Generic Name: DIPHENHYDRAMINE - ORAL Pronounced: (dye-fen-HI-druh-meen) Triaminic Cough/Runny Nose Oral Interactions
Your healthcare professionals (e.g., doctor or pharmacist)
may already be aware of any possible drug interactions and may be monitoring
you for it. Do not start, stop or change the dosage of any medicine before
checking with them first.
Before using this medication, tell your doctor or
pharmacist of all prescription and nonprescription/herbal products you may use,
antihistamines applied to the skin (such as diphenhydramine
cream, ointment, spray)
antispasmodics (e.g., atropine, belladonna
drugs for Parkinson's disease (e.g., anticholinergics such as
MAO inhibitors (isocarboxazid, linezolid, methylene blue,
moclobemide, phenelzine, procarbazine, rasagiline, selegiline,
tricyclic antidepressants (e.g., amitriptylin...
Allergic Rhinitis (Hay Fever) affects about 30 million people in America and has increased in prevalence over the last 25 years. Allergy medications have dominated the shelves in many pharmacies as a result of the increasing brands of antihistamines, nasal sprays and decongestants. Despite the plethora of remedies, both over the counter (OTC) and by prescription, many people continue to suffer from chronic nasal congestion and post-nasal drainage.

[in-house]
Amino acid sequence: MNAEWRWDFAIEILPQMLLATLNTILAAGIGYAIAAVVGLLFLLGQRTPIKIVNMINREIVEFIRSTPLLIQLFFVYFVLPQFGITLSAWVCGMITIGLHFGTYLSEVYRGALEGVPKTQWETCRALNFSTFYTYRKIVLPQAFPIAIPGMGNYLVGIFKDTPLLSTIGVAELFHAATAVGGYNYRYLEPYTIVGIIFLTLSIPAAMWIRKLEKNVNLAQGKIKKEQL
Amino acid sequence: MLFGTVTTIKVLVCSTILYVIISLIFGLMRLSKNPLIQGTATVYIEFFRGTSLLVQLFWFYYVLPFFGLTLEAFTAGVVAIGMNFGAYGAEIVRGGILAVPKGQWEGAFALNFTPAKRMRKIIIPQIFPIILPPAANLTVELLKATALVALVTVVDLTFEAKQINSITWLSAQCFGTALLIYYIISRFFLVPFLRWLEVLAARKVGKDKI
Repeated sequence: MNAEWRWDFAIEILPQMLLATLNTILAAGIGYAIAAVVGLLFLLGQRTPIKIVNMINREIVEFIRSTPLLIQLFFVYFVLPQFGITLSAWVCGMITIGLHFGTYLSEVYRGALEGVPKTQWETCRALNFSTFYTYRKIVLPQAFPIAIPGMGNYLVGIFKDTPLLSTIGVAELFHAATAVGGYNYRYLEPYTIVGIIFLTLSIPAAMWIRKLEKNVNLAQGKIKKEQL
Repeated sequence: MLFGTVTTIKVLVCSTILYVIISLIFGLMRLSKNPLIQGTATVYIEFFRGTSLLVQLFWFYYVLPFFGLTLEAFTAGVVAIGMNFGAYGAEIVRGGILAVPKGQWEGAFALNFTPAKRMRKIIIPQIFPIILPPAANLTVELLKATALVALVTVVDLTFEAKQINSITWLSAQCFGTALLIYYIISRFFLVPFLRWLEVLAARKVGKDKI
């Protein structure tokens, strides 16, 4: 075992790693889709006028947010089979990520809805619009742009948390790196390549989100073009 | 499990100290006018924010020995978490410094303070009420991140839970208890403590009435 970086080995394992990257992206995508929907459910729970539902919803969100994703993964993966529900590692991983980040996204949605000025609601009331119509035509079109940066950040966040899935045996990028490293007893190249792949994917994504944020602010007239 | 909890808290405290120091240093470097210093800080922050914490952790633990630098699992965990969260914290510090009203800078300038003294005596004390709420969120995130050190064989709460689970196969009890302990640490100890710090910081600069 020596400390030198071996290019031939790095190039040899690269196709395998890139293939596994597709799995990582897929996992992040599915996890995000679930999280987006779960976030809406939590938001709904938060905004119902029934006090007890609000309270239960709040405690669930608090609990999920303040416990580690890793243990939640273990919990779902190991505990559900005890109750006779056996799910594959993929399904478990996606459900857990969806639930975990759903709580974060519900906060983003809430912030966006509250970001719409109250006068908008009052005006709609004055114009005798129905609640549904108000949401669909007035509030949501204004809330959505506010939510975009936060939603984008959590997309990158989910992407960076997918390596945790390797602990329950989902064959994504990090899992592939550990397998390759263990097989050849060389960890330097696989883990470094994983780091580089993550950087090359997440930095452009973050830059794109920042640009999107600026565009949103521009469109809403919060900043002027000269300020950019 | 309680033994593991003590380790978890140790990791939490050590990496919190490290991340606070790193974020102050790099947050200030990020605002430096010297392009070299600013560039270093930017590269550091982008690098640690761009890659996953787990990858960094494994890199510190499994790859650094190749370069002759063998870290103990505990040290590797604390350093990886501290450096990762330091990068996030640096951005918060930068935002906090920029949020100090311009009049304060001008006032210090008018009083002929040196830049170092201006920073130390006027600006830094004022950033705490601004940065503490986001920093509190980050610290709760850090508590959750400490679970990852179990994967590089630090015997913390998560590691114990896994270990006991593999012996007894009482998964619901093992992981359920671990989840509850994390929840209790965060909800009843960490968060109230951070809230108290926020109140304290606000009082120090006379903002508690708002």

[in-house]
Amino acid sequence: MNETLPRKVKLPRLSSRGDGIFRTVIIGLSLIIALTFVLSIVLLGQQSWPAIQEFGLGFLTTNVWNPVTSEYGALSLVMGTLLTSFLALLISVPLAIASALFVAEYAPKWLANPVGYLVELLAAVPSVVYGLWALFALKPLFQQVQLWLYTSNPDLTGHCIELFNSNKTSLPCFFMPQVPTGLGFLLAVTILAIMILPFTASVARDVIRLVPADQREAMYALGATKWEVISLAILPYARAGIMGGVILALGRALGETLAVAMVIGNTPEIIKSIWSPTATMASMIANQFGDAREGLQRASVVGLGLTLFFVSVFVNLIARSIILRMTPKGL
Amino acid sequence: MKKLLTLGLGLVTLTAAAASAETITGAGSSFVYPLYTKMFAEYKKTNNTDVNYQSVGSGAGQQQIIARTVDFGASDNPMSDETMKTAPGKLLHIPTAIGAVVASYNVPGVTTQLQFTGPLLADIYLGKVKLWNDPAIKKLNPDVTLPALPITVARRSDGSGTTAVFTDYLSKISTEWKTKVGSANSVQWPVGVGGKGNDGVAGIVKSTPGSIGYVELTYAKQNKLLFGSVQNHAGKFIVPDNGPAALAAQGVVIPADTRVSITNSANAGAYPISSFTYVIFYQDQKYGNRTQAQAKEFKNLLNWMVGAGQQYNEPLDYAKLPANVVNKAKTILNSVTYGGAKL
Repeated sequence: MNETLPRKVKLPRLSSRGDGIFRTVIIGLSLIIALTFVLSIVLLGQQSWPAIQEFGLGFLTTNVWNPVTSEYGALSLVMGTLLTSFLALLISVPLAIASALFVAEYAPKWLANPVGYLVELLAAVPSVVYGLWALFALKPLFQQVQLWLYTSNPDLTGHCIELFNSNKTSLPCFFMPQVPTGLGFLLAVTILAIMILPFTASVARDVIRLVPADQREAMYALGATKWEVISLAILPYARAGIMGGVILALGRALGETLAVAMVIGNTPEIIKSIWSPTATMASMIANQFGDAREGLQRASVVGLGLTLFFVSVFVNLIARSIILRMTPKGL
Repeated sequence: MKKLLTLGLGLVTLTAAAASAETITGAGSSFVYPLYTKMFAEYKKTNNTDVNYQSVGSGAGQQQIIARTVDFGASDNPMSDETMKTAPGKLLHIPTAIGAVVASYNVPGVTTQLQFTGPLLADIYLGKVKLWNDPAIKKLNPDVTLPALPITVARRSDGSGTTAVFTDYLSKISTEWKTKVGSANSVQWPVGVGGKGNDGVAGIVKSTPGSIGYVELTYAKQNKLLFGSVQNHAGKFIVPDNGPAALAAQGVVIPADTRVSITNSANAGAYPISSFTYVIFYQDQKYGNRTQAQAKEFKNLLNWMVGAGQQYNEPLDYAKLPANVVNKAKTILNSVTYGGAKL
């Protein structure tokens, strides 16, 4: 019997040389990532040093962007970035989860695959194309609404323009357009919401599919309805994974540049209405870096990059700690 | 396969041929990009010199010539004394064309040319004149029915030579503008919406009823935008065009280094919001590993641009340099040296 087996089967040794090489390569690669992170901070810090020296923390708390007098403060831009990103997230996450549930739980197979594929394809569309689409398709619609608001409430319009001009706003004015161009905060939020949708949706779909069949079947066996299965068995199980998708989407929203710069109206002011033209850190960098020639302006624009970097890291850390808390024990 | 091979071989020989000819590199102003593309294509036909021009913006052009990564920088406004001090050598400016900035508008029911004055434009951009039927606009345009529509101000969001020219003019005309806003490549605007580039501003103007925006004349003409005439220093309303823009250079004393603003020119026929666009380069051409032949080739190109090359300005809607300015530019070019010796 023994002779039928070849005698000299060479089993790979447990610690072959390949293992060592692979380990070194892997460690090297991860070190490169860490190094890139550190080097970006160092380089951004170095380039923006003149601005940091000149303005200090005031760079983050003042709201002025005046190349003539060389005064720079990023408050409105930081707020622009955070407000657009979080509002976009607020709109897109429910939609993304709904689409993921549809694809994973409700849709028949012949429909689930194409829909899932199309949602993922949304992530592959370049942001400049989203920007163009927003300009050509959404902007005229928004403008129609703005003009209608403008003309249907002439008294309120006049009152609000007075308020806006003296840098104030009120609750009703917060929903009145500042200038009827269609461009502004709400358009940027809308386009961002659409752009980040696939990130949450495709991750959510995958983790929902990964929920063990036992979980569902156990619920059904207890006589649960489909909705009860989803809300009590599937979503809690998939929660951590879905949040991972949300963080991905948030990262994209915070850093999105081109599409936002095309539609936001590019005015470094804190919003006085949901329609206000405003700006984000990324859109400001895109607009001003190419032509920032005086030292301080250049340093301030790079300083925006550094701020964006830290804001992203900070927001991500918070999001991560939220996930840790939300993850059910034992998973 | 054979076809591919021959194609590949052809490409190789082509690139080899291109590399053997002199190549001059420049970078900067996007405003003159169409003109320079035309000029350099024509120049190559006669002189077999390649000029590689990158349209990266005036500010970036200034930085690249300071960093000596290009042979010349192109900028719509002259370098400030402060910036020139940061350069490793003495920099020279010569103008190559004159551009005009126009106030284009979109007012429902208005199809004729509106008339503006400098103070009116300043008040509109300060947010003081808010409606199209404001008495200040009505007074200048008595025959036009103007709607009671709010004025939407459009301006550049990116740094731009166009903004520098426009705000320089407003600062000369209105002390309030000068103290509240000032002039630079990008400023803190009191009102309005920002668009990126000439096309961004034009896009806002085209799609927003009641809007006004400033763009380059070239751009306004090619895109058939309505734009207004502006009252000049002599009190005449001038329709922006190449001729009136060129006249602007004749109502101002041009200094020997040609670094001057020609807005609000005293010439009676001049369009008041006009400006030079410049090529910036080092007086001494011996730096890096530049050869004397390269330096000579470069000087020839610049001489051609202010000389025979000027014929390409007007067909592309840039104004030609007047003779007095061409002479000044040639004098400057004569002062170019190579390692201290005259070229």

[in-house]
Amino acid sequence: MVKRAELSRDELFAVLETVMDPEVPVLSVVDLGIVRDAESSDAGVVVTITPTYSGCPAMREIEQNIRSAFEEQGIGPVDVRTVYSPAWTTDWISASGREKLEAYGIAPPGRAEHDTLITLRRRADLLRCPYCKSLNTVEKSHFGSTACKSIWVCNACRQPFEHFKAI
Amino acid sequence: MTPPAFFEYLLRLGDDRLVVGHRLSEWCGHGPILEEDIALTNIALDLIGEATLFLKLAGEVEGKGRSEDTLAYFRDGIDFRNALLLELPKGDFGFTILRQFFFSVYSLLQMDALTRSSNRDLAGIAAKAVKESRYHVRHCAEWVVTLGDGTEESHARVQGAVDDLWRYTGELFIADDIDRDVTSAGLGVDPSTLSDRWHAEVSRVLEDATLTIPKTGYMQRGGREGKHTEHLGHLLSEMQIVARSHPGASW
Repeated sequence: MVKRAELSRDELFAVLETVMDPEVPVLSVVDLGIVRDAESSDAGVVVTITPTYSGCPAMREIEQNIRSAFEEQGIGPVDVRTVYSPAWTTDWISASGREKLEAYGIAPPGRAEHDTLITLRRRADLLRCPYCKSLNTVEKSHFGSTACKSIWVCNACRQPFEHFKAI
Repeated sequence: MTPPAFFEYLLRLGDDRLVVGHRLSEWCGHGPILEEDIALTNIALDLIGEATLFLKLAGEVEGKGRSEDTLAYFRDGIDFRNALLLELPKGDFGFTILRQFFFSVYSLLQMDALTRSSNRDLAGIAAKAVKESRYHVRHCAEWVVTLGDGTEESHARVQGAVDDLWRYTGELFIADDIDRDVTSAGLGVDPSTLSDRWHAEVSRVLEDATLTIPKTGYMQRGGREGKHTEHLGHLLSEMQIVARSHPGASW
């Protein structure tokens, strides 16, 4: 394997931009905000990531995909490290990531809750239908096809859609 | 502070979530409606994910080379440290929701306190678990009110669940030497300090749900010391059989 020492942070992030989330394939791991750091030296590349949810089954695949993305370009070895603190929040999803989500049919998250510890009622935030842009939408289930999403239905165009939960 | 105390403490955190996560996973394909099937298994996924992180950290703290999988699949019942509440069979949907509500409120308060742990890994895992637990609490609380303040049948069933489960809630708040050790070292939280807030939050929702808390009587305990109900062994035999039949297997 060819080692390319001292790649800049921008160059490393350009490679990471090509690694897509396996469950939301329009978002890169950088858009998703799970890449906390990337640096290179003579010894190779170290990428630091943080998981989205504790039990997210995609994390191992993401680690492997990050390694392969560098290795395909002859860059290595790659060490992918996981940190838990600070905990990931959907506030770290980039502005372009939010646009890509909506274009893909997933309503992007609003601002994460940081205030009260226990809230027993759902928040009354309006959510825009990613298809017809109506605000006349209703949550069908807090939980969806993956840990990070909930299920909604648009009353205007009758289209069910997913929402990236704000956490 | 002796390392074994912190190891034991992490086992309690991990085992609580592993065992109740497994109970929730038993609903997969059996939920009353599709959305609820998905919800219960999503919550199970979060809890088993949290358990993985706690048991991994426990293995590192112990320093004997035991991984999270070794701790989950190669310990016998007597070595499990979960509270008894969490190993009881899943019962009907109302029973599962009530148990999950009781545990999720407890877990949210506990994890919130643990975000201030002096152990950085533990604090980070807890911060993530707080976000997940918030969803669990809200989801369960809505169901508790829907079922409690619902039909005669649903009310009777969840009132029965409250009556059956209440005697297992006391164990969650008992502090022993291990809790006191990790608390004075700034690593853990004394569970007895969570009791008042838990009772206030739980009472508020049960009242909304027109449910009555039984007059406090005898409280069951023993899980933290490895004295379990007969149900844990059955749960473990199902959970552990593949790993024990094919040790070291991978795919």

Twenty five years ago intranasal steroids (INS) were ushered into the market as a novel approach to treating allergic rhinitis. Nasalid (flunisolide) led the way. Vancenase (Beclomethasone) and Nasacort (Triamcinolone) nasal sprays soon followed. These sprays offered a class of topically active steroids that, unlike previous nasal steroid sprays, had minimal systemic impact. This means the majority of the spray worked on the inner surface of the nose with very little absorption into blood vessels (reducing...
FOR AN OBJECT LODGED IN THE NOSE:
Do not probe the nose with cotton swabs or other tools. Doing so may push the object farther into the nose.
Have the injured person breathe through the mouth and avoid breathing in sharply, which may force the object in further.
Once it is determined which nostril is affected, gently press the other nostril closed and have the victim blow through the affected nostril.
Avoid blowing the nose too hard or repeatedly.
If this method fails, get medical help.
FOR A BROKEN NOSE:
Reassure and try to calm the injured person.
Have the injured person breathe through the mouth and lean forward in a sitting position in order to keep blood from going down the back of the throat.
Apply cold compresses to the nose to reduce swelling. If possible, the injured person should hold the compress so that excessive pressure is not applied.
To help relieve pain, acetaminophen is recommended.
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